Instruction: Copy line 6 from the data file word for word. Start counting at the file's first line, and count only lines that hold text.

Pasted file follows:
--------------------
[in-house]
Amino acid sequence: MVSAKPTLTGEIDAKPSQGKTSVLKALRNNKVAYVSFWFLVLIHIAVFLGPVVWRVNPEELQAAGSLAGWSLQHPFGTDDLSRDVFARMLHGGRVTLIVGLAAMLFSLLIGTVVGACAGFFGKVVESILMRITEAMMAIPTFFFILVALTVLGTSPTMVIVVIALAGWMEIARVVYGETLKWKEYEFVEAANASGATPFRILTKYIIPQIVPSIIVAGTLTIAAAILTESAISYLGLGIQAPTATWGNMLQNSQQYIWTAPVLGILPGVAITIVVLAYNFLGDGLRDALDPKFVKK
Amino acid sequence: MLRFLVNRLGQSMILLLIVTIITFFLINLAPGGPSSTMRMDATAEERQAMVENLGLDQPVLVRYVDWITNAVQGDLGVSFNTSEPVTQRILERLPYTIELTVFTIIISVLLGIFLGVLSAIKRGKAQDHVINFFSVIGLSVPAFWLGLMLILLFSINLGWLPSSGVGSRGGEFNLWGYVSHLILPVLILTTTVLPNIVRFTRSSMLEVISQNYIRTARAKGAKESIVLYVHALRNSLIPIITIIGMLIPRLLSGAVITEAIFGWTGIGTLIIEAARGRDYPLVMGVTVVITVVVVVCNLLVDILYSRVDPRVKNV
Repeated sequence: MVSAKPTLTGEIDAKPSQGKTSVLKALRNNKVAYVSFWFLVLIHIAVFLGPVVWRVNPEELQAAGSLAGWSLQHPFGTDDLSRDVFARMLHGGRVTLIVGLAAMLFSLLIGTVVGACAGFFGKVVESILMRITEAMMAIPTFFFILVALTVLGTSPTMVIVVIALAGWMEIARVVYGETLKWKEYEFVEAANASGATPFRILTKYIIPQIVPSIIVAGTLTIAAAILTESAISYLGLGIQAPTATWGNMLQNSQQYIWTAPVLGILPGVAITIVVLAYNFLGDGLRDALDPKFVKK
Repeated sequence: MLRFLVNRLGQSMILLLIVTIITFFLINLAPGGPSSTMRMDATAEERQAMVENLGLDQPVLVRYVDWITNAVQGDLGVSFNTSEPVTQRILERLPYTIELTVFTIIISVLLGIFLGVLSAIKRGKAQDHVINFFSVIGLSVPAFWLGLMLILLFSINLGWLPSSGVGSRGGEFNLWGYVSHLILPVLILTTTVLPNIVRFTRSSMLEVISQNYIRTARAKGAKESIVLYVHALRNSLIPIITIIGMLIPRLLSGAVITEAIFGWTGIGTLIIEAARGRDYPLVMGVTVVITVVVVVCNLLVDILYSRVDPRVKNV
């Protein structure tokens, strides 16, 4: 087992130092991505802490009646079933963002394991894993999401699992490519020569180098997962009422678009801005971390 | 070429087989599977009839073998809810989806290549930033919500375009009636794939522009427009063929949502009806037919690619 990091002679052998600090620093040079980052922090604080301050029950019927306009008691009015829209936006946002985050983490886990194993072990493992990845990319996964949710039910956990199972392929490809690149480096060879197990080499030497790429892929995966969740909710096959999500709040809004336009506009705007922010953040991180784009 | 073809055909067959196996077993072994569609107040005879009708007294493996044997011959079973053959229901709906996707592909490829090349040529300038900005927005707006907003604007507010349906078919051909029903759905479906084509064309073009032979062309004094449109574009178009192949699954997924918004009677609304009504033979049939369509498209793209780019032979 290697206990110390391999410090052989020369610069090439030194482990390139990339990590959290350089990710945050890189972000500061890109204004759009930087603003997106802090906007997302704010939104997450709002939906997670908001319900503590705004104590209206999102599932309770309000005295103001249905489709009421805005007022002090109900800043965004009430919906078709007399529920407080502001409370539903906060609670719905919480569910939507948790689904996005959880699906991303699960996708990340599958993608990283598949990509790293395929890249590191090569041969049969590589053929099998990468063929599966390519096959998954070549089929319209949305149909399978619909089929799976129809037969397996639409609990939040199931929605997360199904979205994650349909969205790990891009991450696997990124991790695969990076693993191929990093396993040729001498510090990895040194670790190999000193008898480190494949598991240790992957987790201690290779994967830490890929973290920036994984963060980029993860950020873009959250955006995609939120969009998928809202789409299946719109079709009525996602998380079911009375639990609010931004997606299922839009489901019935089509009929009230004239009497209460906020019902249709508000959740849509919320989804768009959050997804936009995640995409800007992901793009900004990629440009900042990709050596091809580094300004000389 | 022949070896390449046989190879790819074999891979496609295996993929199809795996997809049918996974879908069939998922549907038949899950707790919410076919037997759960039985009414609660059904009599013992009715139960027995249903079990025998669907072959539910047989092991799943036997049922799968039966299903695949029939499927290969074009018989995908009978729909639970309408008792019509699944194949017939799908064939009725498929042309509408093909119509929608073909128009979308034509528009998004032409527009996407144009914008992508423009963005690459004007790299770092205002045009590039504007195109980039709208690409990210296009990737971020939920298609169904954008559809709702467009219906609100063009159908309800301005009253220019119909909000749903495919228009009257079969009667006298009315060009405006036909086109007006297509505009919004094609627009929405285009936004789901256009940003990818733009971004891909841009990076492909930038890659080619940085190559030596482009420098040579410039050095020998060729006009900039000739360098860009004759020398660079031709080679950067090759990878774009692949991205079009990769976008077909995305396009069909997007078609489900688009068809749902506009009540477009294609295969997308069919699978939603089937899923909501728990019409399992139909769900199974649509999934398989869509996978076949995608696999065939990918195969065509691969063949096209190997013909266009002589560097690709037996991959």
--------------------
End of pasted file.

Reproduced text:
């Protein structure tokens, strides 16, 4: 087992130092991505802490009646079933963002394991894993999401699992490519020569180098997962009422678009801005971390 | 070429087989599977009839073998809810989806290549930033919500375009009636794939522009427009063929949502009806037919690619 990091002679052998600090620093040079980052922090604080301050029950019927306009008691009015829209936006946002985050983490886990194993072990493992990845990319996964949710039910956990199972392929490809690149480096060879197990080499030497790429892929995966969740909710096959999500709040809004336009506009705007922010953040991180784009 | 073809055909067959196996077993072994569609107040005879009708007294493996044997011959079973053959229901709906996707592909490829090349040529300038900005927005707006907003604007507010349906078919051909029903759905479906084509064309073009032979062309004094449109574009178009192949699954997924918004009677609304009504033979049939369509498209793209780019032979 290697206990110390391999410090052989020369610069090439030194482990390139990339990590959290350089990710945050890189972000500061890109204004759009930087603003997106802090906007997302704010939104997450709002939906997670908001319900503590705004104590209206999102599932309770309000005295103001249905489709009421805005007022002090109900800043965004009430919906078709007399529920407080502001409370539903906060609670719905919480569910939507948790689904996005959880699906991303699960996708990340599958993608990283598949990509790293395929890249590191090569041969049969590589053929099998990468063929599966390519096959998954070549089929319209949305149909399978619909089929799976129809037969397996639409609990939040199931929605997360199904979205994650349909969205790990891009991450696997990124991790695969990076693993191929990093396993040729001498510090990895040194670790190999000193008898480190494949598991240790992957987790201690290779994967830490890929973290920036994984963060980029993860950020873009959250955006995609939120969009998928809202789409299946719109079709009525996602998380079911009375639990609010931004997606299922839009489901019935089509009929009230004239009497209460906020019902249709508000959740849509919320989804768009959050997804936009995640995409800007992901793009900004990629440009900042990709050596091809580094300004000389 | 022949070896390449046989190879790819074999891979496609295996993929199809795996997809049918996974879908069939998922549907038949899950707790919410076919037997759960039985009414609660059904009599013992009715139960027995249903079990025998669907072959539910047989092991799943036997049922799968039966299903695949029939499927290969074009018989995908009978729909639970309408008792019509699944194949017939799908064939009725498929042309509408093909119509929608073909128009979308034509528009998004032409527009996407144009914008992508423009963005690459004007790299770092205002045009590039504007195109980039709208690409990210296009990737971020939920298609169904954008559809709702467009219906609100063009159908309800301005009253220019119909909000749903495919228009009257079969009667006298009315060009405006036909086109007006297509505009919004094609627009929405285009936004789901256009940003990818733009971004891909841009990076492909930038890659080619940085190559030596482009420098040579410039050095020998060729006009900039000739360098860009004759020398660079031709080679950067090759990878774009692949991205079009990769976008077909995305396009069909997007078609489900688009068809749902506009009540477009294609295969997308069919699978939603089937899923909501728990019409399992139909769900199974649509999934398989869509996978076949995608696999065939990918195969065509691969063949096209190997013909266009002589560097690709037996991959």